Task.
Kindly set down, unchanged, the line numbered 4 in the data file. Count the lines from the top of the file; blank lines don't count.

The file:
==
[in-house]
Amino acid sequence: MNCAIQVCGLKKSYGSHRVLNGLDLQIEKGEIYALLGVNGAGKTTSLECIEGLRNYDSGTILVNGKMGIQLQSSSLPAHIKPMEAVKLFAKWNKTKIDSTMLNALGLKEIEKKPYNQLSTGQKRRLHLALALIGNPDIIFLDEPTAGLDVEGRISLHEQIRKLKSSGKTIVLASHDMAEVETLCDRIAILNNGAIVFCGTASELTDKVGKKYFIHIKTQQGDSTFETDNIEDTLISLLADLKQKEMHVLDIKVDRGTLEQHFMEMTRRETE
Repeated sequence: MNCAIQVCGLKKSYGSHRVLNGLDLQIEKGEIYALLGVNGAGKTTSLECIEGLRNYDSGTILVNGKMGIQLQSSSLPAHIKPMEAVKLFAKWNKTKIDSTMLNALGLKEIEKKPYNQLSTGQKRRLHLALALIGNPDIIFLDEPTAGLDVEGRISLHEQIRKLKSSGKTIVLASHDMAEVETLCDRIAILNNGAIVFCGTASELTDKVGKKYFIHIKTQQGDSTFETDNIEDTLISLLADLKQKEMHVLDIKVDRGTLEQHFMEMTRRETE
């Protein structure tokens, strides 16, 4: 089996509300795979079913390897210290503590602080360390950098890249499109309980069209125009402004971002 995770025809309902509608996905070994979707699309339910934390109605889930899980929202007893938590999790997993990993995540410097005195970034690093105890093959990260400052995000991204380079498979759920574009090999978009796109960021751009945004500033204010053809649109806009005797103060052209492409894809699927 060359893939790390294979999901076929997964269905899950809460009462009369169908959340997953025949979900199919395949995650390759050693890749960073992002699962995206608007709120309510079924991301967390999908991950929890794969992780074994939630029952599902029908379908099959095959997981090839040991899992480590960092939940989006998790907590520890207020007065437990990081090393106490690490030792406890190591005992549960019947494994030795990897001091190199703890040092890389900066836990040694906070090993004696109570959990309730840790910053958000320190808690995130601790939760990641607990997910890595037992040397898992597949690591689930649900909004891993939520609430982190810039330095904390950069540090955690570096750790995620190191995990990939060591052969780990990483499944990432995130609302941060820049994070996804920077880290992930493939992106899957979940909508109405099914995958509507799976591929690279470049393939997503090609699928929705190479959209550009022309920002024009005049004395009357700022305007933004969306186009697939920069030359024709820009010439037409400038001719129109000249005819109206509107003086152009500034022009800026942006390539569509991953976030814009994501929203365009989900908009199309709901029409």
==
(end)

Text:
């Protein structure tokens, strides 16, 4: 089996509300795979079913390897210290503590602080360390950098890249499109309980069209125009402004971002 995770025809309902509608996905070994979707699309339910934390109605889930899980929202007893938590999790997993990993995540410097005195970034690093105890093959990260400052995000991204380079498979759920574009090999978009796109960021751009945004500033204010053809649109806009005797103060052209492409894809699927 060359893939790390294979999901076929997964269905899950809460009462009369169908959340997953025949979900199919395949995650390759050693890749960073992002699962995206608007709120309510079924991301967390999908991950929890794969992780074994939630029952599902029908379908099959095959997981090839040991899992480590960092939940989006998790907590520890207020007065437990990081090393106490690490030792406890190591005992549960019947494994030795990897001091190199703890040092890389900066836990040694906070090993004696109570959990309730840790910053958000320190808690995130601790939760990641607990997910890595037992040397898992597949690591689930649900909004891993939520609430982190810039330095904390950069540090955690570096750790995620190191995990990939060591052969780990990483499944990432995130609302941060820049994070996804920077880290992930493939992106899957979940909508109405099914995958509507799976591929690279470049393939997503090609699928929705190479959209550009022309920002024009005049004395009357700022305007933004969306186009697939920069030359024709820009010439037409400038001719129109000249005819109206509107003086152009500034022009800026942006390539569509991953976030814009994501929203365009989900908009199309709901029409």